From 1870 to the present day

The term "Auswärtiges Amt" was first used to designate the Foreign Office established in 1870 by the North German Confederation, which became the Foreign Office of the German Empire in 1871. This is still the name by which the German foreign ministry is known today. In Bismarck's time the Auswärtiges Amt had only two directorates: the Political Directorate and a second Directorate responsible for foreign trade and other issues as well as legal and consular matters. During the Weimar Republic the Foreign Service was reorganized along modern lines. Under the Third Reich the Auswärtiges Amt was part of the apparatus of dictatorship. Some members of the Foreign Service, however – men such as Ulrich von Hassell and Adam von Trott zu Solz – joined the German resistance and were put to death.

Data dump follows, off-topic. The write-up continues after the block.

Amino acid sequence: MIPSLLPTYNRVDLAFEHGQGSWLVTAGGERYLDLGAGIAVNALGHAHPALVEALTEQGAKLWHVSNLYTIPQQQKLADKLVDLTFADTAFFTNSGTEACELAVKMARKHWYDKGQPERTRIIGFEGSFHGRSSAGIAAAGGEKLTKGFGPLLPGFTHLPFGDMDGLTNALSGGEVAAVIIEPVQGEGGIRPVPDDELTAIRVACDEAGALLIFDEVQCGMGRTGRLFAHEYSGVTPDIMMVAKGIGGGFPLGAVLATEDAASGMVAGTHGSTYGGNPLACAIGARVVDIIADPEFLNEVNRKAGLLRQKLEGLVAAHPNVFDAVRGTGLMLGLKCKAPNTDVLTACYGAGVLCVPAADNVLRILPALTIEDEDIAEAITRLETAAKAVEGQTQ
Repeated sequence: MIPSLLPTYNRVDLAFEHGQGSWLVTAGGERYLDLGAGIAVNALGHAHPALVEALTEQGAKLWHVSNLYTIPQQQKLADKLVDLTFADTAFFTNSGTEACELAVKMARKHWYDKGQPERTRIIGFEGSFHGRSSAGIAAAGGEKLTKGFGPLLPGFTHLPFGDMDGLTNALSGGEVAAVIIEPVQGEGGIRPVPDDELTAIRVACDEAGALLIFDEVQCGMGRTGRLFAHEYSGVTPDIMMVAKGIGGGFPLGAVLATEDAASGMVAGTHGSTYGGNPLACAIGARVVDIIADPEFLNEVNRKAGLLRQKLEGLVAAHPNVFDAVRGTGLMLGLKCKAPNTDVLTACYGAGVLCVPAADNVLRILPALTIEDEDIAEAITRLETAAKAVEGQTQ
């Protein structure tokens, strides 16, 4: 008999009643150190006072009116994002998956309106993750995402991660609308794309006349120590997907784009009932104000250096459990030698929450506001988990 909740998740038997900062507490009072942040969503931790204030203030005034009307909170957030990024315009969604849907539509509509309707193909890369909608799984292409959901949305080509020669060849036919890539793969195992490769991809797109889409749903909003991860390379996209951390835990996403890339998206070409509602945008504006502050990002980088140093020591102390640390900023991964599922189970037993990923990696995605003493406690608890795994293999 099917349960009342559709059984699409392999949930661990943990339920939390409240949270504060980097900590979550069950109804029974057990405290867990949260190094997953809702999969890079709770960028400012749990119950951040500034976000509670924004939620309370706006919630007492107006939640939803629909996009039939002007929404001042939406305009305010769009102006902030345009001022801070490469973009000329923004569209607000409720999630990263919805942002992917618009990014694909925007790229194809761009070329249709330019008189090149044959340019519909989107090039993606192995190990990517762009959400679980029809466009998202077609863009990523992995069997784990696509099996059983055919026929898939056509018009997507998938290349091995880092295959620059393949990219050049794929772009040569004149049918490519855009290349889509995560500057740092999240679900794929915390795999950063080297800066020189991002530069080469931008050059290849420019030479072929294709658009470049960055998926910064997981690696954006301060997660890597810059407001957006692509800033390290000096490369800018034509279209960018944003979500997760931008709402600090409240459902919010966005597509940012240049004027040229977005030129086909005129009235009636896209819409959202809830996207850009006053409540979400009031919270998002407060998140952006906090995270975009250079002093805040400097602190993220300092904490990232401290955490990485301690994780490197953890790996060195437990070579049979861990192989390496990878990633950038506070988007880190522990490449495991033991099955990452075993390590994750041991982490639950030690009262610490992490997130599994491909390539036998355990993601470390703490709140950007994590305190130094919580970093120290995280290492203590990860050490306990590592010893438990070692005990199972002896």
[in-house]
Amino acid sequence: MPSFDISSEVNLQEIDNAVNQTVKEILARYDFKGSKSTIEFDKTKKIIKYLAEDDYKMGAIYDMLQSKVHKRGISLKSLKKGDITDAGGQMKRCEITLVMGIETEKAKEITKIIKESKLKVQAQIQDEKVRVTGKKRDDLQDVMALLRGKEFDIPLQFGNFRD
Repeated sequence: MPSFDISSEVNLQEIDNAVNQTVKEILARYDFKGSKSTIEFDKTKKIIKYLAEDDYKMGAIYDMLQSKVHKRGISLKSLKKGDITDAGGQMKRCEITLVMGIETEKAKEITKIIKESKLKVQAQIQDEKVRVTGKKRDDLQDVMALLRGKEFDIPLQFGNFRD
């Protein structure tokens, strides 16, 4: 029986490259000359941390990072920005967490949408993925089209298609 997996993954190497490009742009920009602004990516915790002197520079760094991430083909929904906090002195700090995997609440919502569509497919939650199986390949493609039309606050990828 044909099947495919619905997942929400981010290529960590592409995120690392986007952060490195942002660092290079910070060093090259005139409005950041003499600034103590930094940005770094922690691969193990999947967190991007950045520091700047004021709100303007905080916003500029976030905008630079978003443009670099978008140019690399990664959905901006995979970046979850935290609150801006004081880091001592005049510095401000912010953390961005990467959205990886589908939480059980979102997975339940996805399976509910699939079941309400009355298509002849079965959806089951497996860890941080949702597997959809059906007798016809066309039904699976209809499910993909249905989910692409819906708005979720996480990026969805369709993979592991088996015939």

After World War II the Auswärtiges Amt was re-established on 15 March 1951 in Bonn. Over the years that followed the Federal Republic of Germany - with its Foreign Service - was systematically and successfully integrated into the western democratic world and relevant international organizations. Since the Federal Government's move back to Berlin in 1999 the Auswärtiges Amt has once again been based in the heart of Germany's capital.

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